As a creator of alphabets, Uslar might be compared to the Armenian monk Mesrop Mashtots (c. 361 – 440), who also specially designed alphabets for a whole series of languages, including Georgian as well as Armenian itself.
Uslar as an educator
Uslar did not just study languages and create alphabets. He also undertook the first efforts to establish schools to spread literacy among the mountain peoples. In all these activities, he relied extensively on local indigenous informants and collaborators, some of whom continued his work after he left a given area.
Thus, Uslar’s work on a Kabardinian alphabet was completed by Kazi Atazhukin, who issued a Kabardinian spelling book in 1865. A Chechen spelling book was produced by Uslar’s Chechen collaborator Kedi Dosov. Also in 1865, another Chechen collaborator, the mullah Yangulbai Khasanov, taught Chechen writing to 25 students in a temporary school in the Grozny Fortress: it achieved its purpose in seven weeks, even though none of the students had ever held a pen in his hand before.
Uslar’s Avar collaborator Aidemir Chirkeyevsky published a collection of Avar songs and stories in 1867, before fleeing to Turkey in 1871. Uslar also valued highly a Lezgin collaborator by the name of Ganazfer.
A pioneer of modern linguistics
Russian scholars have called Uslar “the spontaneous founder of the methodology of linguistic field research.” Although the basic concepts of modern linguistics had yet to be formulated, Uslar intuitively invented research methods that would later be justified in terms of those concepts. For example, although the very concept of “phoneme” – a subset of vocal sound that has distinct significance in a given language – did not yet exist, Uslar listened closely and patiently to native speakers until he fully grasped the phonemic structure of their language. Uslar was able to overcome the Eurocentric assumptions of nineteenth-century philology and adopt the more objective and analytical approach that would characterize twentieth-century linguistics.
Much of Uslar’s literary legacy was long neglected. After his death in 1875, some of his papers (rough notes, uncompleted manuscripts, etc.) ended up in the hands of his colleague Academician Shifner, who made little use of them before himself dying in 1879. Other papers were taken into the safekeeping of the Russian military administration of the Caucasus. Only in 1953 did the linguist Alexander Magometov begin preparing Uslar’s Tabasaran grammar for publication, and it was finally published with his annotations in 1979 – over a century late!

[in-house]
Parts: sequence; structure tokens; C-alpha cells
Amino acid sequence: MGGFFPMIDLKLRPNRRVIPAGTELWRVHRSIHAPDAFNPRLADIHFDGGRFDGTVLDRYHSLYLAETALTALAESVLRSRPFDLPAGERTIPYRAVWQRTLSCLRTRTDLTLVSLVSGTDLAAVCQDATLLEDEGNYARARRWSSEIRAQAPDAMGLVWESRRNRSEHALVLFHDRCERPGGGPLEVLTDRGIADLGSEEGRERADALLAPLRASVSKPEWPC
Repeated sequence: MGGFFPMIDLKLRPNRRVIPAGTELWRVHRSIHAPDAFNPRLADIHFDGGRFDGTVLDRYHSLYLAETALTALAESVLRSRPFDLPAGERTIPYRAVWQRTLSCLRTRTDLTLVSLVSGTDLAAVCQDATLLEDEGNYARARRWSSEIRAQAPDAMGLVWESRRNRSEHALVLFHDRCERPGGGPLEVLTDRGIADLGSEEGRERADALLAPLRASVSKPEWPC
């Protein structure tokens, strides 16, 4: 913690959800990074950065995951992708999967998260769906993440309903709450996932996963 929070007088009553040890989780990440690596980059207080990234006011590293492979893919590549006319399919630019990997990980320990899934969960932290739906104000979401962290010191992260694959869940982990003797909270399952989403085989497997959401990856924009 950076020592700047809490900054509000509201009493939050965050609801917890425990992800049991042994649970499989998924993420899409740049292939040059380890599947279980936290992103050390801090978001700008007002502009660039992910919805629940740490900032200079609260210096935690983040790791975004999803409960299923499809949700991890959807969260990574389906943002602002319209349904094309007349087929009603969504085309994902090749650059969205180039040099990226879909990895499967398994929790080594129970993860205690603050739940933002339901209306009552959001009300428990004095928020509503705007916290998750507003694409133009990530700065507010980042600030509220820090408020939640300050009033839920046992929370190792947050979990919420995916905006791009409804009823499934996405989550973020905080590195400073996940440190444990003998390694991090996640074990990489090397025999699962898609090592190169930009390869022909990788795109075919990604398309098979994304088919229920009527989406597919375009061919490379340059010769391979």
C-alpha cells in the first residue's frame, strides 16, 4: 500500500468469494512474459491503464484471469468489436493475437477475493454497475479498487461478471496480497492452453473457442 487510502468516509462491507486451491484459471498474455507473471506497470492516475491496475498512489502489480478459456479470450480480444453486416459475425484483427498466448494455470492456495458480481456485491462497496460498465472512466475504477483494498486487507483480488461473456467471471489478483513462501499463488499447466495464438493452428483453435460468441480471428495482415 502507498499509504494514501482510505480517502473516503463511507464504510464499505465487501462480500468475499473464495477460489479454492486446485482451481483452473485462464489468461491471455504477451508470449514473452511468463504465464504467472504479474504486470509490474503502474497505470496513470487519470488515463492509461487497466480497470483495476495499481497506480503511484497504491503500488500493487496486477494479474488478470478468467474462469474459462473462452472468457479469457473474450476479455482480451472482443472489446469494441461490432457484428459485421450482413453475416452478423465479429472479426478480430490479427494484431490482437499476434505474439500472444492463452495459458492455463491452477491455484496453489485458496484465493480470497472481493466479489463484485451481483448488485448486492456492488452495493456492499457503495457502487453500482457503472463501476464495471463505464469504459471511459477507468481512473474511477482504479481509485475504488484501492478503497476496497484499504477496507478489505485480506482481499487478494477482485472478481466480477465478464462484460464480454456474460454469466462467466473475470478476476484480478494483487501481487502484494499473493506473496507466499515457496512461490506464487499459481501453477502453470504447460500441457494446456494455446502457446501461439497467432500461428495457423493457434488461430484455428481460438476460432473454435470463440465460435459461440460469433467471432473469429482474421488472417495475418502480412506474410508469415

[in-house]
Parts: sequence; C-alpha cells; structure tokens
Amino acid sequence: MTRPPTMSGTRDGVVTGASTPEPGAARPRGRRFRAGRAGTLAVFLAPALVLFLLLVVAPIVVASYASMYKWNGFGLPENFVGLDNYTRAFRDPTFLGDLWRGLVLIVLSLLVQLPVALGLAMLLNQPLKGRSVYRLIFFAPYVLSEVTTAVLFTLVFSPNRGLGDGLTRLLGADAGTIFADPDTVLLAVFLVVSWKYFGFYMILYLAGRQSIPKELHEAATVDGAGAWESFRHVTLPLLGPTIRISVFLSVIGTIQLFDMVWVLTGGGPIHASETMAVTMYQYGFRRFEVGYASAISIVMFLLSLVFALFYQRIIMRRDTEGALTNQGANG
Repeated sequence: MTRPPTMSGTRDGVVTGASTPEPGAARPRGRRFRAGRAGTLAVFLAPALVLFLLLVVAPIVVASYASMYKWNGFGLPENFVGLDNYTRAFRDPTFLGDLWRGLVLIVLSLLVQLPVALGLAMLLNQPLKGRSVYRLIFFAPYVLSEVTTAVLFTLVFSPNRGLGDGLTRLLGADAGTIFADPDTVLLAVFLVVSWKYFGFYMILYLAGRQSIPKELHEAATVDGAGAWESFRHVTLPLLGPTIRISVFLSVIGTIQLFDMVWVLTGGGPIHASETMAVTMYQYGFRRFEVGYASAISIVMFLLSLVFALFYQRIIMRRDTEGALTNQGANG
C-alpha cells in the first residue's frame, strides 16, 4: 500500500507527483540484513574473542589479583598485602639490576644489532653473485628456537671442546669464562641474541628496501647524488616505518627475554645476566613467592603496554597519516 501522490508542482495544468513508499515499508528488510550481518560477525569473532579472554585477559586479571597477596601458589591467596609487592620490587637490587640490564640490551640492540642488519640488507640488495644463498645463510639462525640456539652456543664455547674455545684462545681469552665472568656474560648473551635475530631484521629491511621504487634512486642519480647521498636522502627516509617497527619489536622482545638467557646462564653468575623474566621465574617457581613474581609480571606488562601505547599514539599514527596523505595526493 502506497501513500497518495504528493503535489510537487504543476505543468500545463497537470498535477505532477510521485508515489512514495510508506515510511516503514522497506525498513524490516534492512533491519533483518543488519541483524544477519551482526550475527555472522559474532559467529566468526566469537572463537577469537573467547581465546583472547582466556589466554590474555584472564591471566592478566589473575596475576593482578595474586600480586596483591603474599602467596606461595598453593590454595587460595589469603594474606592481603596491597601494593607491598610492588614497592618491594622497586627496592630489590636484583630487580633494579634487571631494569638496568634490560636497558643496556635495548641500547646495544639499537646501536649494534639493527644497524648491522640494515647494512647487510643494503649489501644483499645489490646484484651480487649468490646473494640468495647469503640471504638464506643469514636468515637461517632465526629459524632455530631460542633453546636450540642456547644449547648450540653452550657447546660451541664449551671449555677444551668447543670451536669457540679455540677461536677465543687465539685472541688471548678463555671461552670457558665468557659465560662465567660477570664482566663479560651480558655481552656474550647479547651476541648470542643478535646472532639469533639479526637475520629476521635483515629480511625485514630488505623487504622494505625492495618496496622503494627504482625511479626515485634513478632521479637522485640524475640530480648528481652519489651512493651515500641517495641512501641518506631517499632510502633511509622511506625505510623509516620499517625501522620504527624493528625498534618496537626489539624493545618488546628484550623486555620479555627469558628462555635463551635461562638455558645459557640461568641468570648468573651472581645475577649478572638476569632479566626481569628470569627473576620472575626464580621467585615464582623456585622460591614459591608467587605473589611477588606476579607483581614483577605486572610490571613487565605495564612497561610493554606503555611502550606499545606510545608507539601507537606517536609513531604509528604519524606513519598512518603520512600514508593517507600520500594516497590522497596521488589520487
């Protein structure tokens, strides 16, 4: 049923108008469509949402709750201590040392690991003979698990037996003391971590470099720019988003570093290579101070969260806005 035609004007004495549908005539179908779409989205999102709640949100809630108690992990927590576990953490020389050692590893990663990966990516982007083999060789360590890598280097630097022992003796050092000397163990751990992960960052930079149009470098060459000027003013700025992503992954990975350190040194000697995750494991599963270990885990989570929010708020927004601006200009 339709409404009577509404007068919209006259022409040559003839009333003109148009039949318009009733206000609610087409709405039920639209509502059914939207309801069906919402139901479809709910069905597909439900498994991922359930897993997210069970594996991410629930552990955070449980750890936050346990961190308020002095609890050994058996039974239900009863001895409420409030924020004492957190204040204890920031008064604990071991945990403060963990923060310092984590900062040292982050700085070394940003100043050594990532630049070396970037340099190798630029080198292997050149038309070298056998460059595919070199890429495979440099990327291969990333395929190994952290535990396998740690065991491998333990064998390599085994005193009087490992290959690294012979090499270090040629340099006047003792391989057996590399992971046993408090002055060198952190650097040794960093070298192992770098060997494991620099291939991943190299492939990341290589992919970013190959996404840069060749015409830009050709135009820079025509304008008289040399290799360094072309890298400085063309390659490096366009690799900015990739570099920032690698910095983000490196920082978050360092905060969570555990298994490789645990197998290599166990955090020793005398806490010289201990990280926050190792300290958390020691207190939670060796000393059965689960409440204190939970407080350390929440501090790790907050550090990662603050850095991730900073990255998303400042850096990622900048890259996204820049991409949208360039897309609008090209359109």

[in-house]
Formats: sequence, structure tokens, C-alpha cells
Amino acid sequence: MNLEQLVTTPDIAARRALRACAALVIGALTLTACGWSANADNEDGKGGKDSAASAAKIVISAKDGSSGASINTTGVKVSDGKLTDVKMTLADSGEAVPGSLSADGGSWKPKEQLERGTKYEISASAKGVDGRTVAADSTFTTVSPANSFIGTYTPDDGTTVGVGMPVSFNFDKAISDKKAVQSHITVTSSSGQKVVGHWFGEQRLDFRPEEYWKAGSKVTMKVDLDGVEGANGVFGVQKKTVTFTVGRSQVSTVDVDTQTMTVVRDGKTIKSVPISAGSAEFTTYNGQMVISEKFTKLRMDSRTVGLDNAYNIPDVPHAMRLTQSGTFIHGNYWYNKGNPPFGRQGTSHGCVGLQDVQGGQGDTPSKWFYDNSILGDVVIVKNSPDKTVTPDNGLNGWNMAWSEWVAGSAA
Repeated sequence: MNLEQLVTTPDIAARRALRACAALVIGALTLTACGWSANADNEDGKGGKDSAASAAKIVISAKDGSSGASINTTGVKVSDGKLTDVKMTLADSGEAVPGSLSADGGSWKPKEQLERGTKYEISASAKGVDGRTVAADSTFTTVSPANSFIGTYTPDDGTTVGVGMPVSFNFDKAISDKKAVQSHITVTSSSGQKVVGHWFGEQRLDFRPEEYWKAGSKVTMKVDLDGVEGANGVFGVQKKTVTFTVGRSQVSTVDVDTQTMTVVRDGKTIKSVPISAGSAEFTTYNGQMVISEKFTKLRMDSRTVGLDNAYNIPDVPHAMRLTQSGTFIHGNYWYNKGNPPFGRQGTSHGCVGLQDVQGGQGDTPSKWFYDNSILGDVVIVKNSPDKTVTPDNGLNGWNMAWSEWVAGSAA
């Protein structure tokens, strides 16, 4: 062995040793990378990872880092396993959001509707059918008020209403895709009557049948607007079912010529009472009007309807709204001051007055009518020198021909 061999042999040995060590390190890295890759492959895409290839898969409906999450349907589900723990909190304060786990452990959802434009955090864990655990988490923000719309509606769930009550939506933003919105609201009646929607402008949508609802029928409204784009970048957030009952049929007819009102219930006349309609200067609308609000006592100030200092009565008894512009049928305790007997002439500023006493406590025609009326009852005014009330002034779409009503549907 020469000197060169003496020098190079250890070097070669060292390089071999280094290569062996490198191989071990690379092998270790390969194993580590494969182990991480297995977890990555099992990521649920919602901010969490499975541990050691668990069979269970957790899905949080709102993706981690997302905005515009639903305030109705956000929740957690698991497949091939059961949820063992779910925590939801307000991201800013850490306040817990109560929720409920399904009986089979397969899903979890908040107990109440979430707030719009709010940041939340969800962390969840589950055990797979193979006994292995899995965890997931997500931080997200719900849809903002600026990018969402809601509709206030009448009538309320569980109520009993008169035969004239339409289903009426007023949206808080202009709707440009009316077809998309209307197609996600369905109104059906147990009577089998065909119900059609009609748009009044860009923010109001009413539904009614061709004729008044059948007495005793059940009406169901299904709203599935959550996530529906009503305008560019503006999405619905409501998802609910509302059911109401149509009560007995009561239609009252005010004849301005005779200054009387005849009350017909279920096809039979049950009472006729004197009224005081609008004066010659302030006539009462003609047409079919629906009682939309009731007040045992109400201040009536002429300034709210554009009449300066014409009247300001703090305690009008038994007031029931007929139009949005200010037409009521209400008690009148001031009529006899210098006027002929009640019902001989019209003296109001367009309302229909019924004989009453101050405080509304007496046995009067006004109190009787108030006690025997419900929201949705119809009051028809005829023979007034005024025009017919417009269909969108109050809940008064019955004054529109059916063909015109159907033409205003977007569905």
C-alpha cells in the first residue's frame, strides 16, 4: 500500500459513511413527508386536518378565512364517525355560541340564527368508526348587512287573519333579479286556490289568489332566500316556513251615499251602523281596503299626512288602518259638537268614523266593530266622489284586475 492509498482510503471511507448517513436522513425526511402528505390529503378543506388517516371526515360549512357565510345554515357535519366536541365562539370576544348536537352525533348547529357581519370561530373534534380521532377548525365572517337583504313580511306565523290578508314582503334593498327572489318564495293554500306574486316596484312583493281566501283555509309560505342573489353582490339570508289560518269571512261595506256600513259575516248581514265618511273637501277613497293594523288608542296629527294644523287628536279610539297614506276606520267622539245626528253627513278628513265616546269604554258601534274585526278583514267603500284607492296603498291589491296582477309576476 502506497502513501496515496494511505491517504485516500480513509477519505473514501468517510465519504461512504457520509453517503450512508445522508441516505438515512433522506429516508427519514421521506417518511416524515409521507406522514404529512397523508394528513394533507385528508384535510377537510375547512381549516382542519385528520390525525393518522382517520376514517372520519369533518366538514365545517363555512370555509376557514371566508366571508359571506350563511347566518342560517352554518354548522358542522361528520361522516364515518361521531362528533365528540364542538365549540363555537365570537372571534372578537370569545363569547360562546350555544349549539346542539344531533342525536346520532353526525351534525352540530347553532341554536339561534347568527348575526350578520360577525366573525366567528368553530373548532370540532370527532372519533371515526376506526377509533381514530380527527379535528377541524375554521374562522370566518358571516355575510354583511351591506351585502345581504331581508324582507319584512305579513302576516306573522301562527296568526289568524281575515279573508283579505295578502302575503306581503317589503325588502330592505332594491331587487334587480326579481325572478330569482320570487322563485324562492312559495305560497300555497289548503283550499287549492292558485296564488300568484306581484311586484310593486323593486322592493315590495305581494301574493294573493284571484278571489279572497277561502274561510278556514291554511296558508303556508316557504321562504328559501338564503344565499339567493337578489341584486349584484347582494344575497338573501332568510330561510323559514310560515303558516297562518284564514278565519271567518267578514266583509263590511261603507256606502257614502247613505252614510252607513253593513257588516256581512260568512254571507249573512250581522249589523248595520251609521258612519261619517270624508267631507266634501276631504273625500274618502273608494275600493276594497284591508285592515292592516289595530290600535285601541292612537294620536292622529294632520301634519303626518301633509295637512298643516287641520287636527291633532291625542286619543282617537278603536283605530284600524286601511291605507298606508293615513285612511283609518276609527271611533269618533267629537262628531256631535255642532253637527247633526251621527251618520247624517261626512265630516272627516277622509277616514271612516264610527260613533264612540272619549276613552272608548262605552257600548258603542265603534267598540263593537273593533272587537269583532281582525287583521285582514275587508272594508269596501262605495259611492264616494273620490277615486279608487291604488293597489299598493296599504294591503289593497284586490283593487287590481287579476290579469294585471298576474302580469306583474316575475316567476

The first three Abkhaz alphabets
The alphabet that Uslar created for Abkhaz in 1862 consisted of 37 letters. Most of these were based on Cyrillic letters, with various diacritical marks and squibbles attached. But a few Latin letters were included (h, i, j), and also the lower-case Greek letter nu (in two variants).6
The second Abkhaz alphabet, created in 1909 by Alexei Chochua, was a modified and expanded version of Uslar’s alphabet. It consisted of 55 letters, again mostly based on Cyrillic letters but with a few Latin letters (I, q, h) and the Greek nu.7
The third Abkhaz alphabet was the so-called Abkhaz Analytical Alphabet of 77 letters, devised by Academician Nikolai Yakovlevich Marr in 1926 on the basis of the Latin script with abundant use of diacritical marks (and a few letters based on Cyrillic, e.g. sh).
1. Sometimes spelled Uzlar.
2. It was presumably as a result of this work that in 1851 he became a member of the Caucasian Section of the Imperial Russian Geographical Society.
3. One example pertaining to the Caucasus that was already known by Uslar’s time concerned the Ossets, whose language revealed their Iranian origin. Uslar also argued that only the linguistic proximity between European and Indian languages in the Indo-European family revealed the common origin of European and Indian peoples.
4. At this period he also made a brief study of Svan.
5. These are the names by which these languages are currently known; at that time some of them were known by other names. Uslar studied Archin for a much shorter period than any of the other languages, producing only a few notes.
6. Uslar’s alphabet as it appeared in a book published in 1888 is shown at http://ru.wikipedia.org/wiki/Файл:Abkhaz_Uslar_alphabet.JPG
7. Chochua’s alphabet, as published in a 1925 textbook, is shown at http://ru.wikipedia.org/wiki/Файл:Abhaz_alphabet_chochua.JPG
Abkhazskaya pis’mennost’. http://ru.wikipedia.org/wiki/Абхазская_письменность
Ganich, Anastasia Alexeyevna, Musul’manskoe prosveshchenie v Kabarde vo vtoroi polovine XIX v. http://www.central-eurasia.com/kabardino-balkariya/?uid=120
Uslar, Pyotr Karlovich. http://ru.wikipedia.org/wiki/Услар,_Пётр_Карлович
Vorob’yov, Vyacheslav. Tverskoi dvorianin – sozdatel’ chechenskogo alfavita. http://www.tverlife.ru/news/49796.html
Zagurskii, L.P. Pyotr Karlovich Uslar i ego deiatel’nost’ na Kavkaze. Sbornik svedenii o kavkazskikh gortsakh. Vypusk X (1881). http://www.abkhazworld.com/Pdf/SSKG_1876_10.pdf